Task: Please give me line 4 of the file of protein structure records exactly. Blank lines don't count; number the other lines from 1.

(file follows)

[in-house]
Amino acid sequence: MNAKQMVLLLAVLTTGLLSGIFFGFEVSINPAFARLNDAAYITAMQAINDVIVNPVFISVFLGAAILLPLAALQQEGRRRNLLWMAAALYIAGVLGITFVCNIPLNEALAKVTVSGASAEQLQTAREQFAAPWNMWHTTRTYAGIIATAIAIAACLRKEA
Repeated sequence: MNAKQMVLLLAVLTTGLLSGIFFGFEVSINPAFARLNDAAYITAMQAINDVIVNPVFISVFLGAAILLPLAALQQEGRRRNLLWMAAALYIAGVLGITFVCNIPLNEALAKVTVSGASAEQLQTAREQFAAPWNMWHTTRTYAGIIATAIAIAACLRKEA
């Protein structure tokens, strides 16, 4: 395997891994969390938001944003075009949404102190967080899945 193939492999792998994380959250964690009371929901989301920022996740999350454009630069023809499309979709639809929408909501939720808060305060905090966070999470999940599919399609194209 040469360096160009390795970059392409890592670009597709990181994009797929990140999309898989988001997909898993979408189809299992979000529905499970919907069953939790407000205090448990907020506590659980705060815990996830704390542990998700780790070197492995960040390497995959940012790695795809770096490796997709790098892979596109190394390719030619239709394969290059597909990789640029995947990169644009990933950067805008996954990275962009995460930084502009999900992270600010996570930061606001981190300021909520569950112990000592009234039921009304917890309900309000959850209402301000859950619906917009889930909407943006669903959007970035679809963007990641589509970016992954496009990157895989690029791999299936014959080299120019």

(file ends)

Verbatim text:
């Protein structure tokens, strides 16, 4: 395997891994969390938001944003075009949404102190967080899945 193939492999792998994380959250964690009371929901989301920022996740999350454009630069023809499309979709639809929408909501939720808060305060905090966070999470999940599919399609194209 040469360096160009390795970059392409890592670009597709990181994009797929990140999309898989988001997909898993979408189809299992979000529905499970919907069953939790407000205090448990907020506590659980705060815990996830704390542990998700780790070197492995960040390497995959940012790695795809770096490796997709790098892979596109190394390719030619239709394969290059597909990789640029995947990169644009990933950067805008996954990275962009995460930084502009999900992270600010996570930061606001981190300021909520569950112990000592009234039921009304917890309900309000959850209402301000859950619906917009889930909407943006669903959007970035679809963007990641589509970016992954496009990157895989690029791999299936014959080299120019």